Campaigning for whales in captivity
The Shamu Show. Photo by simon17964In 2014, we launched a campaign with our good friends, The World Cetacean Alliance to take action on the issue of captive orcas. At that time, many orcas were (and still are) being kept in tanks around the world for tourists’ entertainment which we believe to be cruel and fundamentally wrong. We wanted the travel and tourism industry to take a stand on this issue and stop selling tickets to dolphinariums where orcas were kept in captivity. You can read more about our beliefs on this here.
We launched our ‘Say No to Orca Circuses’ campaign and within months our petition to the travel industry was signed by 15,053 people. In May 2014 we commissioned a poll with Censuswide which showed that a staggering 86% of respondents would not wish to visit a marine park to see whales and dolphins as part of an overseas vacation when given the facts about wild and captive orcas and dolphins.
By 17 March 2016, SeaWorld finally announced it would end its orca breeding programme and circus-style orca performances. After an ongoing global campaign by animal rights activists and the public at large, including our joint petition, future generations of killer whales will be safe from the hands of this entertainment giant. This was one of the biggest wins for animal welfare in decades.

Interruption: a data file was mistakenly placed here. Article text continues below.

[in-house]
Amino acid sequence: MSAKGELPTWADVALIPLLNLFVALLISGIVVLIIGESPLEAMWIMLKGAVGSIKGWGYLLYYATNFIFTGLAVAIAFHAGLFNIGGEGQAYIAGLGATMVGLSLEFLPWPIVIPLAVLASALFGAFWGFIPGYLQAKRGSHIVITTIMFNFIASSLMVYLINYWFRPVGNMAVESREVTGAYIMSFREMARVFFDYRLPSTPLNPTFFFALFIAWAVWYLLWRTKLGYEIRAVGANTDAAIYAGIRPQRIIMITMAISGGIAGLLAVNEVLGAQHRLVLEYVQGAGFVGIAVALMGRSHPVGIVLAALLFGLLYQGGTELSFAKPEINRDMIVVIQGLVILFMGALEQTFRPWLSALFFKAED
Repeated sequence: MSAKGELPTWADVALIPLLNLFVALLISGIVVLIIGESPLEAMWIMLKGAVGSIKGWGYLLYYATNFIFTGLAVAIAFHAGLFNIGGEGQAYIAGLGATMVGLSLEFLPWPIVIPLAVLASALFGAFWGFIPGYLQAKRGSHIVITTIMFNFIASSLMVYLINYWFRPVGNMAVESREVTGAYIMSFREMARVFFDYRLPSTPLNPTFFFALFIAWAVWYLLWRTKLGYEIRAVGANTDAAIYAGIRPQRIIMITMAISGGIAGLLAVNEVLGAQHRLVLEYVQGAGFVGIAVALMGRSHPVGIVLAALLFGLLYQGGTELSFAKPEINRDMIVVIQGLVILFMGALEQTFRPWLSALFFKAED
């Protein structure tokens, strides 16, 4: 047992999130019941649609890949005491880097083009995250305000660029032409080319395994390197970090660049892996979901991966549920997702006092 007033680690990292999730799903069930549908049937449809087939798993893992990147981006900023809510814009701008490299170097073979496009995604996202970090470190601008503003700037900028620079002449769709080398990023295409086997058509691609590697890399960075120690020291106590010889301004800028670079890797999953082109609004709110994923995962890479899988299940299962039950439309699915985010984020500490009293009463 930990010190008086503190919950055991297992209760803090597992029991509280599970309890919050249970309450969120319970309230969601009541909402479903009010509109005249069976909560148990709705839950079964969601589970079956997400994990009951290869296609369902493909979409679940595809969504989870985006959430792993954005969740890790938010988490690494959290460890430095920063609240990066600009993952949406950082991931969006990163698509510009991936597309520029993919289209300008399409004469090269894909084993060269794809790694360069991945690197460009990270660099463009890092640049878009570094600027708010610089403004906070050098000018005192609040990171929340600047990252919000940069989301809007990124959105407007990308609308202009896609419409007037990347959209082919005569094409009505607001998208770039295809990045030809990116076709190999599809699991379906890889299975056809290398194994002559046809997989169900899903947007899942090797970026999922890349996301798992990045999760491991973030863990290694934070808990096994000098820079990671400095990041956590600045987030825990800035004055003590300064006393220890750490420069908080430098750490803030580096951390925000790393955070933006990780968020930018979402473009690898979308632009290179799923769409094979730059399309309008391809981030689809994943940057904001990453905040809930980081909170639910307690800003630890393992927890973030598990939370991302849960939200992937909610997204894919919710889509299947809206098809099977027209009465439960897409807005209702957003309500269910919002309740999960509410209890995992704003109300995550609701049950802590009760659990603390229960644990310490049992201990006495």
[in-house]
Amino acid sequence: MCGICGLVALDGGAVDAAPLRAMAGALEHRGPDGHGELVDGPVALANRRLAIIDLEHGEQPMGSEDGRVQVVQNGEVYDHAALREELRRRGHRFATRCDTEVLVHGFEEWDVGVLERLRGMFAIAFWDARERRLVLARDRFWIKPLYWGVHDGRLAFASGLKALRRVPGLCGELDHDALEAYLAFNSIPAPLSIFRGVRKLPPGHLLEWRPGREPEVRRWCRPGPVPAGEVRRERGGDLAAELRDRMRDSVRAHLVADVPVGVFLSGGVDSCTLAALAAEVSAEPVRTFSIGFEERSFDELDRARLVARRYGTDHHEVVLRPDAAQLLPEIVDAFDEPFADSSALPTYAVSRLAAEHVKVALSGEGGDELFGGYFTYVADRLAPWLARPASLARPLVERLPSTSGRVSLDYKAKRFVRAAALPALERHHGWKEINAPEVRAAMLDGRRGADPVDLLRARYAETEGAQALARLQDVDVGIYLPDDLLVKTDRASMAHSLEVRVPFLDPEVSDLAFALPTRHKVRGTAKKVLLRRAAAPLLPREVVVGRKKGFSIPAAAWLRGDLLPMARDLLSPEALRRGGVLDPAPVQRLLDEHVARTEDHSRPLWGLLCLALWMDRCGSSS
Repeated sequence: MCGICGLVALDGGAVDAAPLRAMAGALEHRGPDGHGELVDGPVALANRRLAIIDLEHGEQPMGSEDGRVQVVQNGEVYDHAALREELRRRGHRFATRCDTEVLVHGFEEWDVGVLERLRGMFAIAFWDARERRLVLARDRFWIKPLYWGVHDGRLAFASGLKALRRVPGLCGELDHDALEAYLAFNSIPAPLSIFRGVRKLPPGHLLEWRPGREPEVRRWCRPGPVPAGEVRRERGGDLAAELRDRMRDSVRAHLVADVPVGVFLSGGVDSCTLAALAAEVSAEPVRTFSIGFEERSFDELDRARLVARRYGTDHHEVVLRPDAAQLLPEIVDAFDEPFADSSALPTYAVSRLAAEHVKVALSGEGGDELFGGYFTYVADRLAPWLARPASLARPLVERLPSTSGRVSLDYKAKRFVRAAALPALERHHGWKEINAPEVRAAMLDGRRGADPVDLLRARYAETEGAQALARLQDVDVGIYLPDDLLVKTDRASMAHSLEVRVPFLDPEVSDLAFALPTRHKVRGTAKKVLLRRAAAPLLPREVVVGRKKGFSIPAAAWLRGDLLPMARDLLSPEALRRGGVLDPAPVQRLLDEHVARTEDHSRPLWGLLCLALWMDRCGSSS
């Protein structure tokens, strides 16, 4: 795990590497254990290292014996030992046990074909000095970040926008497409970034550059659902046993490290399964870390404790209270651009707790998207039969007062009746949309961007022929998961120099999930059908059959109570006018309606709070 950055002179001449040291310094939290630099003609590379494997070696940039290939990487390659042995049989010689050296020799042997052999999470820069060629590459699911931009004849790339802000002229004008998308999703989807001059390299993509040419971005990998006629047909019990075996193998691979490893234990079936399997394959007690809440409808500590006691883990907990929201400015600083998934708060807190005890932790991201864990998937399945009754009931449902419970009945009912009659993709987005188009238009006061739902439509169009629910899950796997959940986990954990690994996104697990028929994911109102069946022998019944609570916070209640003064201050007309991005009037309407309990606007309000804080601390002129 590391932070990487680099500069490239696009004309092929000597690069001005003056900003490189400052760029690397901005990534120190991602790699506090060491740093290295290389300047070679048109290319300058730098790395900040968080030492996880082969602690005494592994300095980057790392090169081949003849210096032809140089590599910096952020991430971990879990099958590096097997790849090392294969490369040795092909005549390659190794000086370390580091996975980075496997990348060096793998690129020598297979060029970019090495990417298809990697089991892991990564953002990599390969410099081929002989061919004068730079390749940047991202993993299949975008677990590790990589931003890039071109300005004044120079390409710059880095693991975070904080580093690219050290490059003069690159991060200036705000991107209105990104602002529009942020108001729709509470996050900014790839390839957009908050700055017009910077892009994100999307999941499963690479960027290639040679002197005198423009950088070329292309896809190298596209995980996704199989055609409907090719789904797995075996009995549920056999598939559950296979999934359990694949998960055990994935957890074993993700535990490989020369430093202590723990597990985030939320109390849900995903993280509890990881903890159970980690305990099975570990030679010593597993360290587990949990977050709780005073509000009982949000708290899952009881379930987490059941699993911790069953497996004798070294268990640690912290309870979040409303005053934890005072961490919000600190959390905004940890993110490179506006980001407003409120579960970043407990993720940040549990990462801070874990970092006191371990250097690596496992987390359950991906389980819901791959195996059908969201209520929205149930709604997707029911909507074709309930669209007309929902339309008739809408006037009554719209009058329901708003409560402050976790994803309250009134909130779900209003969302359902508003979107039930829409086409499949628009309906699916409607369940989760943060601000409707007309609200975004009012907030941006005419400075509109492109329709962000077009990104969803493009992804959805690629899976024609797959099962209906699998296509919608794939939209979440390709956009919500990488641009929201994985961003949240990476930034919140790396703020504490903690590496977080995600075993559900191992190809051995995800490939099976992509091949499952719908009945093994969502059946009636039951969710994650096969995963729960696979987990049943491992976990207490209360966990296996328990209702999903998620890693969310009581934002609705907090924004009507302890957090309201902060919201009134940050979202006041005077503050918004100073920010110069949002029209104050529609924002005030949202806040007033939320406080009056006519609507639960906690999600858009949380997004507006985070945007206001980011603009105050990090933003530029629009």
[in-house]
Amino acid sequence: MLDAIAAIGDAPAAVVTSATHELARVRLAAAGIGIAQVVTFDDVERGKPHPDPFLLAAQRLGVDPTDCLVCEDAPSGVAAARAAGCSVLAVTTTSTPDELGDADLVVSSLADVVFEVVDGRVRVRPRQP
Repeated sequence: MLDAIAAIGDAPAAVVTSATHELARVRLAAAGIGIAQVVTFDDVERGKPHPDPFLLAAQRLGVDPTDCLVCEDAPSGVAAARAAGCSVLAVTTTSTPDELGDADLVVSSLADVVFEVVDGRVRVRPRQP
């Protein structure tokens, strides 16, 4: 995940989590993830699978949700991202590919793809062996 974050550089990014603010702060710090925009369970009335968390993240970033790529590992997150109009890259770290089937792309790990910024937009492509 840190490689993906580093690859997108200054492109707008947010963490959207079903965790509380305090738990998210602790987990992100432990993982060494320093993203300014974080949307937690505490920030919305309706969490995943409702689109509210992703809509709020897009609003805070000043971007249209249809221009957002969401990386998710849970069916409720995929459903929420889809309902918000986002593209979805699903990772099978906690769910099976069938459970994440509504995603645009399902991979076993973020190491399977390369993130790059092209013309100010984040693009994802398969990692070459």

In April 2018, Virgin Vacations announced that seven captive dolphins would be moved to sea pens in Florida.
On 29th July 2018, UK tour operator, Thomas Cook finally announced that they would stop selling trips to SeaWorld. It's been a long battle!
Here at Responsible Travel, we want to see no more orcas in captivity and all current orcas re-homed in sea pens. Today this feels like a real prospect.
Justin Francis, CEO, Responsible Travel said: "This is people power at its very best – customers standing up and talking out on animal welfare issues in tourism. All of us as travelers can make a huge difference, as this landmark change has shown. Tourism companies around the world have a responsibility to animals, local people and the planet to protect and respect."
Although a huge step forward, this isn’t the end of the story - there are still issues around cetaceans kept in captivity at SeaWorld and around the world. Responsible whale and dolphin watching in the wild is the only answer and we’ll continue to advocate for this.